Git submodules provide a nifty way to integrate a git repository within a git repository. The first time I encountered git submodules was when I was browsing Heng Li’s fermikit git repository.

Screenshot of fermikit on github

Notice how the files have a @ symbol folowed by some random value. This actually indicates a git submodule within this git repository. For instance, the bfc file is actually a folder containing the bfc git repository. The seemingly random value after the @ symbol is a git hash that indicates a specific commit of the bcf git repository. This basically means this current commit of fermikit depends on the “a73dad2” commit of the bcf repository.

While this may seem fairly sophisticated, it’s actually not too difficult to get this kind of setup for your own git repository. This post will provide a primer on how to get started with using git submodules.


All the code in this post was performed with the following git version:

git --version
git version 1.9.3 (Apple Git-50)

Let’s first create some local git repositories just for demonstration purposes.

  1. Create the top-level git repository:

     mkdir ~/git-toplevel-repo
     cd ~/git-toplevel-repo
     git init
  2. Create another git repository that will serve as the git submodule.

     mkdir ~/git-submodule-repo
     cd ~/git-submodule-repo
     git init
     touch README
     git add README
     git commit -m "Adding README File"

Adding Git Submodules

Adding a git submodule can be done using git submodule add. Let’s use the git-toplevel-repo as the top-level repository and add the git-submodule-repo as the submodule:

cd ~/git-toplevel-repo
git submodule add ~/git-submodule-repo

This will create a folder with the same name as the repository name (i.e. git-submodule-repo) and also checkout the latest commit of the repository into this folder. If you now do a git status, you should see:

On branch master

Initial commit

Changes to be committed:
  (use "git rm --cached <file>..." to unstage)

		new file:   .gitmodules
		new file:   git-submodule-repo

The git-submodule-repo folder has been added and already staged. Additionally, you will notice how a .gitmodules file has been added. If you do a cat .gitmodules

[submodule "git-submodule-repo"]
  path = git-submodule-repo
  url = /Users/fcchan/git-submodule-repo

This file will actually contain information regarding all the submodules that you have add to your git repository. Let’s do a quick git commit now so that we can move onto the next section:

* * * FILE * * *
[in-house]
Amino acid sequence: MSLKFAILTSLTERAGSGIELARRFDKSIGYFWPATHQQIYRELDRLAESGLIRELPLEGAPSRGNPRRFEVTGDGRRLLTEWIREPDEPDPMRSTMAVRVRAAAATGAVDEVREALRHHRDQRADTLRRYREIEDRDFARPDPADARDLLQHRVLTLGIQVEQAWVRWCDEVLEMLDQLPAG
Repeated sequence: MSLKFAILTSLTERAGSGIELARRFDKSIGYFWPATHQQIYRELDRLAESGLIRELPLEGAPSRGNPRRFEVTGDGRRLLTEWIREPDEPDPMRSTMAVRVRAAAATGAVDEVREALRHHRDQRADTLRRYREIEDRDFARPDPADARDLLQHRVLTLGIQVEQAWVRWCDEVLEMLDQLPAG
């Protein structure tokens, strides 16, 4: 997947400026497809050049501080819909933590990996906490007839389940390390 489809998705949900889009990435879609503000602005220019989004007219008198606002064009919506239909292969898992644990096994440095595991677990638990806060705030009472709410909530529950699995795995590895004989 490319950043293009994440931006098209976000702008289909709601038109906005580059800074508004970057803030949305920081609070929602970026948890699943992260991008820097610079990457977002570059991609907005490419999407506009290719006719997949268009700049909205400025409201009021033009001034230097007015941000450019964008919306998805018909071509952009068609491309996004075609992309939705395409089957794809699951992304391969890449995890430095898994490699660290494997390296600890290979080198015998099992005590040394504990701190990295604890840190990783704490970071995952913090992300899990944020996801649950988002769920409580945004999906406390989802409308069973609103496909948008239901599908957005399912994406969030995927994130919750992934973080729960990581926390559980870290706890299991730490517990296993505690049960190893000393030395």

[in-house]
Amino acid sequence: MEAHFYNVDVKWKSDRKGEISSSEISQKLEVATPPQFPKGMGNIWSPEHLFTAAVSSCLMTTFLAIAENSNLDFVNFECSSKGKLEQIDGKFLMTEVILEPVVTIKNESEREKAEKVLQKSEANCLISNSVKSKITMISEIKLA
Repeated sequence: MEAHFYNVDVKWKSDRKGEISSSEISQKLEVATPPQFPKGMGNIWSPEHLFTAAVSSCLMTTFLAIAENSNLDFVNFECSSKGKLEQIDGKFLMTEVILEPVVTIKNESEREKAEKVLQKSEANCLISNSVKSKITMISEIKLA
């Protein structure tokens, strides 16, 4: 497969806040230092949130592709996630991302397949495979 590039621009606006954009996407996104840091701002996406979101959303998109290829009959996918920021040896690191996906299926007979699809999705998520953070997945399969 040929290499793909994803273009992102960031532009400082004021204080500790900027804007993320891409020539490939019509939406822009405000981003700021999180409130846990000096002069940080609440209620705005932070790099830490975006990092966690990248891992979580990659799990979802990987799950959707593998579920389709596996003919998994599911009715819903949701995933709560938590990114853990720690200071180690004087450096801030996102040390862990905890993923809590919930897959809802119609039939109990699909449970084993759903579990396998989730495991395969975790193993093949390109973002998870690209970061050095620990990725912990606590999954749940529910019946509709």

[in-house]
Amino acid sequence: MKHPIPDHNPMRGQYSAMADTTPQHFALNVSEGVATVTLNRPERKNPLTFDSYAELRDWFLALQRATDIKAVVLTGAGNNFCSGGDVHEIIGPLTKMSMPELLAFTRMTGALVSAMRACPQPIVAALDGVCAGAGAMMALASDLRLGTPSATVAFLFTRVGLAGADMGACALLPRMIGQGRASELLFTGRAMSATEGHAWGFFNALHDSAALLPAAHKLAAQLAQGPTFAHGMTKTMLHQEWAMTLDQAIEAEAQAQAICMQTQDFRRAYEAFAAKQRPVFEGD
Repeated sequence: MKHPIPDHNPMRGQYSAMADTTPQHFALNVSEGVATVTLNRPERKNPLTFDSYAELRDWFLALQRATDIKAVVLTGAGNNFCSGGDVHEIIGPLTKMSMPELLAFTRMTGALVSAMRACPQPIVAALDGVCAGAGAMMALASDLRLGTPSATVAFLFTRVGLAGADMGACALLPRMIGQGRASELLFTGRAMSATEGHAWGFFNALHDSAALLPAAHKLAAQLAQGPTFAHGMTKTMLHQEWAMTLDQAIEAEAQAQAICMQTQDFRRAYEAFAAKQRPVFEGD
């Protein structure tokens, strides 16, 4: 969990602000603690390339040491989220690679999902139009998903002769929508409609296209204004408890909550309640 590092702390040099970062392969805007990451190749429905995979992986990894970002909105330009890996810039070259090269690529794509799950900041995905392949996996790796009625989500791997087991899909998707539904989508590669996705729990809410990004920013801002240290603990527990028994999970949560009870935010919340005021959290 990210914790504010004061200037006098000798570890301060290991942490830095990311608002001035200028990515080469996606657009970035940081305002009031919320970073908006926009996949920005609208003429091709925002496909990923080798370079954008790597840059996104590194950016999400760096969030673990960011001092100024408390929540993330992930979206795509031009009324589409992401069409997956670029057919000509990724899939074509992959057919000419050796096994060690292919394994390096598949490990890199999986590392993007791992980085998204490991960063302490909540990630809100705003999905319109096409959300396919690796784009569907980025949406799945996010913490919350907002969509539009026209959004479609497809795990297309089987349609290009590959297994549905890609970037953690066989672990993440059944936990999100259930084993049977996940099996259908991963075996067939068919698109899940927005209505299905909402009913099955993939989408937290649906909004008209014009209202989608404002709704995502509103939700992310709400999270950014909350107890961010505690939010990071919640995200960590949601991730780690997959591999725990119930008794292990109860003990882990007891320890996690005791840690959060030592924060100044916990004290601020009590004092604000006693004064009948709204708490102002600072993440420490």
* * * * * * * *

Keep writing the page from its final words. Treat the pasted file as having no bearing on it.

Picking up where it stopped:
git commit -m "First Commit"

Managing Your Git Submodules

So what happens when your git submodule changes? For instance, if you go into the git-submodule-repo and add a file:

cd ~/git-submodule-repo
touch TEST
git add TEST
git commit -m "Adding TEST"

Now, if you enter the submodule folder from the top-level git repository and run:

cd ~/git-toplevel-repo/git-submodule-repo
git pull

remote: Counting objects: 3, done.
remote: Compressing objects: 100% (2/2), done.
remote: Total 2 (delta 0), reused 0 (delta 0)
Unpacking objects: 100% (2/2), done.
From /Users/fcchan/git-submodule-repo
   ebba154..d931029  master     -> origin/master
Updating ebba154..d931029
 TEST | 0
 1 file changed, 0 insertions(+), 0 deletions(-)
 create mode 100644 TEST

You will see that the TEST file is added. Now if you go to the top-level git repository folder and run git status:

cd ~/git-toplevel-repo
git status

On branch master
Changes not staged for commit:
  (use "git add <file>..." to update what will be committed)
  (use "git checkout -- <file>..." to discard changes in working directory)

	modified:   git-submodule-repo (new commits)

Git is able to identify that the git submodule has new commits to it and indicates this to you. In order to indicate that your top-level git repository should reference this specific commit of the submodule, you need to run git add git-submodule-repo. This ensures that if you were to clone this top-level repository (details of this below), then it will point to the git-submodule-repo commit that contains the TEST file. So let’s do this:

git add git-submodule-repo
git commit -m "Updating Submodule Commit"

Cloning a Git Repository with Git Submodules

Now let’s experiment with cloning a git repository that contains a git submodule:

git clone ~/git-toplevel-repo ~/git-clone-test

If you actually go into the git-clone-test folder, you will see the git-submodule-repo folder. But it is empty! Where are my README and TEST files?

This was counter-initutive to me the first time I did this, but the key is you need to first initialize the submodules and then run an update:

cd ~/git-clone-test
git submodule init
git submodule update

Now you should be able to see the TEST and README files in the git-submodule-repo folder.


That’s it! Hopefully, you now have the basics on how to get started with using git submodules

For a more detailed reference, I would recommend the following references: